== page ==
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New York City lawmakers vote to ban flavored vaping products

November 23, 2019
FILE - In this Sept. 16, 2019 file photo, Inam Rehman, manager of Jubilee Vape & Smoke Inc., vapes in New York. City lawmakers are poised to enact a ban on flavored e-cigarettes Tuesday, Nov. 26, 2019. (AP Photo/Bebeto Matthews, File)
FILE - In this Sept. 16, 2019 file photo, Inam Rehman, manager of Jubilee Vape & Smoke Inc., vapes in New York. City lawmakers are poised to enact a ban on flavored e-cigarettes Tuesday, Nov. 26, 2019. (AP Photo/Bebeto Matthews, File)

NEW YORK (AP) — New York City lawmakers voted Tuesday to ban flavored electronic cigarettes after a lawsuit halted a statewide ban.

“We are acting to protect our kids by banning the e-cigarette flavors that have been hooking them for years,” Democratic City Council member Mark Levine said before the Council voted 42-2 to adopt the ban on flavored vaping products.

Advocates for the vaping industry jeered and threw dollar bills from the balcony after the vote, and industry supporters said the ban will hamper efforts to curb smoking.

“All the New York City Council did today was make it harder for adult smokers to quit, shut down small businesses, and create a new black market that will inevitably lead to Constitutional violations by the New York City Police Department,” Gregory Conley, president of the American Vaping Association, said in a prepared statement.

The measure, which Democratic Mayor Bill de Blasio has said he supports, bans all e-cigarette and e-liquid flavors except tobacco. It is expected to take effect on July 1, 2020.

The legislation is likely to face a legal challenge. Spike Babaian, a vape shop owner and board member of the New York State Vaping Association, said the organization is “pursuing legal options.” A 90-day ban on the sale of most flavored e-cigarettes that New York state health officials planned to start enforcing is currently held up after a state appeals court blocked that effort last month when vaping industry representatives sued.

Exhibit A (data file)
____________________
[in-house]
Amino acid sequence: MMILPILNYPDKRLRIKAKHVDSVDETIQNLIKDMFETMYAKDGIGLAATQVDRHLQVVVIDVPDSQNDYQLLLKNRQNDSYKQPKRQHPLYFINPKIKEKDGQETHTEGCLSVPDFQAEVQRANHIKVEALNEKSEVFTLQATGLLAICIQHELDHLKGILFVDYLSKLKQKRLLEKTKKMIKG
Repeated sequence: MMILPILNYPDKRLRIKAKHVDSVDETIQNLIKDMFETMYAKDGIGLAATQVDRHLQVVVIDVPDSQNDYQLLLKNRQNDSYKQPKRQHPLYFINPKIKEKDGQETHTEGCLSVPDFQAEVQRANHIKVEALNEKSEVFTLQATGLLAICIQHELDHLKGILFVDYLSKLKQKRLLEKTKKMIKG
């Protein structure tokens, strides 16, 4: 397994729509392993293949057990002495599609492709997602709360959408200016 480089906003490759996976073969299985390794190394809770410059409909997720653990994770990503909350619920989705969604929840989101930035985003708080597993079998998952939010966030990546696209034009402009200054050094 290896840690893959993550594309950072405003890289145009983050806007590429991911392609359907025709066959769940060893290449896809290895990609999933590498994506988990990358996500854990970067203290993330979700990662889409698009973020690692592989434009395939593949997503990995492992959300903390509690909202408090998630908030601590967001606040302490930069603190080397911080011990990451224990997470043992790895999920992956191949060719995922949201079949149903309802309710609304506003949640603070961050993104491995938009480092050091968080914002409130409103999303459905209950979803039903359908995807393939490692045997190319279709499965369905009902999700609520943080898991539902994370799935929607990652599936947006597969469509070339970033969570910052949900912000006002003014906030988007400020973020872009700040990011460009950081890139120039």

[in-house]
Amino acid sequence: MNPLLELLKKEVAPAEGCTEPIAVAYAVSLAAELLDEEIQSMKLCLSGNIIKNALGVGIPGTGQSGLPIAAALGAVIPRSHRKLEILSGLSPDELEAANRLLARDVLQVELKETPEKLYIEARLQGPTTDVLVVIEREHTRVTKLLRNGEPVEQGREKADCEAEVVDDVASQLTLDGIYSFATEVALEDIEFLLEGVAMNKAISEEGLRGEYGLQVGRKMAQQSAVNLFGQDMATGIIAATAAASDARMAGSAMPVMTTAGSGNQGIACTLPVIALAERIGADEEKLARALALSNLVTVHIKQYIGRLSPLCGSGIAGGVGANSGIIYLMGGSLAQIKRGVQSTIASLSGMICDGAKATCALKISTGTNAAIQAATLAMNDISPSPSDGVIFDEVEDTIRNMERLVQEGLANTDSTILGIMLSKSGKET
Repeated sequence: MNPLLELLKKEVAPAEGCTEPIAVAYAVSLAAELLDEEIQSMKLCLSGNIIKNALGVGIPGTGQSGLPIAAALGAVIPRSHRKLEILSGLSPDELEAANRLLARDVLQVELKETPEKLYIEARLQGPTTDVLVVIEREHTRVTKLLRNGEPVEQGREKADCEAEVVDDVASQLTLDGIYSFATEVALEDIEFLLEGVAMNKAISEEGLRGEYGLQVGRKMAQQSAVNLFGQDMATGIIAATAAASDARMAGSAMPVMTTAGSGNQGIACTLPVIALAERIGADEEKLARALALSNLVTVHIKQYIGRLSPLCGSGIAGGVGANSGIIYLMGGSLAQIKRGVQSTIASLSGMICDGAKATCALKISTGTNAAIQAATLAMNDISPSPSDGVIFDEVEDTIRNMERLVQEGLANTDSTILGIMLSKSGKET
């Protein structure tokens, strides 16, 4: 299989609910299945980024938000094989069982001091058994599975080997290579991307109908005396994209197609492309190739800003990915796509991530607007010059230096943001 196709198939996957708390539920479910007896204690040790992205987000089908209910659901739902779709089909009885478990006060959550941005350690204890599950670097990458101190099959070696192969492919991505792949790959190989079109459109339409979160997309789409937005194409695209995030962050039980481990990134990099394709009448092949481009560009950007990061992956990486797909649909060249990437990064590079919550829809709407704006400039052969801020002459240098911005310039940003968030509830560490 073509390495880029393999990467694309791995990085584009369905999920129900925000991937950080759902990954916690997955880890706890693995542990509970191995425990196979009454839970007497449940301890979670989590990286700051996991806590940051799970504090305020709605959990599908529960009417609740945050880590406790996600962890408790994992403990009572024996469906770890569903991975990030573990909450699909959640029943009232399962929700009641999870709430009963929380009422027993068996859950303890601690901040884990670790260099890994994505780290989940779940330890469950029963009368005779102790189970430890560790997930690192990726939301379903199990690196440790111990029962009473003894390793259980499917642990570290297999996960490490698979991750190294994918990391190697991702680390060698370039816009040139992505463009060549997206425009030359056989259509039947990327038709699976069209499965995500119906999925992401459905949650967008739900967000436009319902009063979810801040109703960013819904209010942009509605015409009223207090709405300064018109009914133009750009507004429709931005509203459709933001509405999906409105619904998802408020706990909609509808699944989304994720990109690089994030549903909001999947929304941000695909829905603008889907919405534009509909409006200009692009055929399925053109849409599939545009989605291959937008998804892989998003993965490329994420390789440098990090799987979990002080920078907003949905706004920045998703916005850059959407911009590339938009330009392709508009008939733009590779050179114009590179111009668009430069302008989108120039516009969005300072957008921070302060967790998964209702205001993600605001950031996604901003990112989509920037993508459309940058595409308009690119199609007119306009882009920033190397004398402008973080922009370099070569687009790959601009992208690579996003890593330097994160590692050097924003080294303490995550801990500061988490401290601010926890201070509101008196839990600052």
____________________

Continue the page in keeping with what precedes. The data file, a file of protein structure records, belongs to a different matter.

Advocates for the e-cigarette industry say vaping products save lives by helping smokers quit.

Cheryl Richter, executive director of the New York State Vapor Association, said her group represents “hundreds of thousands of consumers who rely on vapor products to keep them from smoking cigarettes in New York.” She called the New York City bill “an overreaching infringement of their constitutional right to choose a product that improves their health.”

The move to ban flavored e-cigarettes comes amid nationwide concern about the growth of teenage vaping and fears about health risks.

Republican President Donald Trump promised two months ago that he would ban most flavored e-cigarettes but later backtracked. He said Friday that his administration would announce a plan to curb teen vaping “very soon.”

E-cigarettes first appeared in the U.S. more than a decade ago and have grown into a multibillion-dollar industry despite little research on their long-term effects.

Researchers generally believe they are less harmful to smoke than cigarettes, which kill hundreds of thousands of Americans annually, and they were initially promoted as a way to help tobacco users switch to something less harmful. But like cigarettes, they contain nicotine and are highly addictive. Many of the people starting to use them are teenagers who never previously smoked.

Forty-seven deaths linked to vaping have been reported to the federal Centers for Disease Control and Prevention, though most of those sickened said they vaped THC, the high-inducing ingredient in marijuana. Officials believe a thickening agent used in black market THC vaping products may be a culprit.

State lawmakers in Massachusetts passed a ban last week on the sale of flavored vaping and tobacco products including menthol cigarettes. The ban now goes to the desk of Republican Gov. Charlie Baker, who appears likely to sign it.

A ban on the sale of menthol cigarettes was omitted from the New York City legislation after lobbying by advocates including the Rev. Al Sharpton, who has argued that a ban on menthol cigarettes could lead to harsh police enforcement in the black community.

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This story has been corrected to show that a vaping group official says the thrown dollar bills were real, not fake.